Refugees Go Green In A New World

5 years 7 months 2 weeks ago March 09, 2011 Mar 9, 2011 Wednesday, March 09 2011 Wednesday, March 09, 2011 6:44:00 PM CST in 8 Goes Green
By: Emily Spain

The garden is located behind Broadway Christian Church right next to the church's garden. There the refugees live sustainable using old methods in a brand new world.

"We plant tomato and lady finger, some plants and many vegetables," said refugee Hla Twee Fru. Fru used to be a farmer in Myanmar, a country that borders India and China.

While the town and language are new, farming is an old tradition for many refugees.

"This garden kind of gives them something that they know. When they're out here working I've never seen them work with more confidence or do something with more confidence. It's just a part of their way of life that they are finally able to reconnect with," said refugee caseworker and garden organizer Phil Stroessner.

Refugees wouldn't be able to reconnect to their past through gardening without some help. They used to grow plants out of milk jugs cut in half at their homes, but now they have more than 50 plots at the refugee garden to use. The idea for a refugee garden has been around for more than a year, but it all finally came together in June for the first planting.

The garden is free for its international growers. People and organizations in the community donated tools and funding. Broadway Christian Church gave up space in its back yard and pays for the garden's water.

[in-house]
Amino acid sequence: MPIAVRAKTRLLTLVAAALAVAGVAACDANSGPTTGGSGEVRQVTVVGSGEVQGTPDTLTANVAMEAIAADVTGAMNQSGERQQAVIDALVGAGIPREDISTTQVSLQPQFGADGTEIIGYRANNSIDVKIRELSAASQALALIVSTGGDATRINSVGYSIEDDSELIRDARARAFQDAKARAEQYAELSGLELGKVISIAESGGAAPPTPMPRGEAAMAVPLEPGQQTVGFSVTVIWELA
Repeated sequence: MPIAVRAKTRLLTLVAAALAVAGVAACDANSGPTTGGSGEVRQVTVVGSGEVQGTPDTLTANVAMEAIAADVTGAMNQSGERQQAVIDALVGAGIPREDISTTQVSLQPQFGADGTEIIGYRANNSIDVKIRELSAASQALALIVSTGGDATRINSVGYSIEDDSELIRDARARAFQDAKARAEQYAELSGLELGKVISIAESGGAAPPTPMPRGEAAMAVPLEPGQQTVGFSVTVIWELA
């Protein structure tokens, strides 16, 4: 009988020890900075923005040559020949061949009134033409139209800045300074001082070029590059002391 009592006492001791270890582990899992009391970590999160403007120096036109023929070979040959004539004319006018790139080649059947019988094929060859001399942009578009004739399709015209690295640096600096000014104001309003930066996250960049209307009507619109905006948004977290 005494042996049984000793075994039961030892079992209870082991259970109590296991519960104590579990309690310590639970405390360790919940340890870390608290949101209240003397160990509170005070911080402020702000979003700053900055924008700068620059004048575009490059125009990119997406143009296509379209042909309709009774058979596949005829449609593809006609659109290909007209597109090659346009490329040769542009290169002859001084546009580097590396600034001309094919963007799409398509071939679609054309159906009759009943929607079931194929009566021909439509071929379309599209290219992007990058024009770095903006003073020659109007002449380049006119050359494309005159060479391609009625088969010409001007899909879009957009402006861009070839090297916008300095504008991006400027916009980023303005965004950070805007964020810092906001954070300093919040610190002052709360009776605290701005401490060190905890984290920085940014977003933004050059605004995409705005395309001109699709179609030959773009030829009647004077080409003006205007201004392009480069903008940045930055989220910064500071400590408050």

The refugees that grow here are from Myanmar, Iraq and several different African countries. Plots are divided up among them, some friends and some families. At the garden they grow mainly what you would see in the grocery store like tomatoes, egg plant and okra.

"We eat we don't sell yet, if we get a big farm then we can sell," Fru said.

The refugees give the food just to their families and friends for now.

"They're just able to grow their own produce," Stroessner said. "They're not having to spend their money on the produce that they'll find in grocery stores."

Burmese growers like Fru also grow a plant native to their home called chin baung or roselle. They use the plant to make food likes soup.

As the refugees work to adapt to their new world, they do so sustainably.

"I guess it just help them sustain their way of life," Stroessner said. "They had to give up a lot when they came here and this just help them gain a little bit back of what they had to leave behind."

"If we feel something, if we missing some family, we come here. When we saw the tree we got happy," Fru said.

Refugee services in Columbia are working on finding ways to expand the garden by next summer. For more information on the refugee garden or to donate you can visit the garden's blog by clicking the link at the top of the story.


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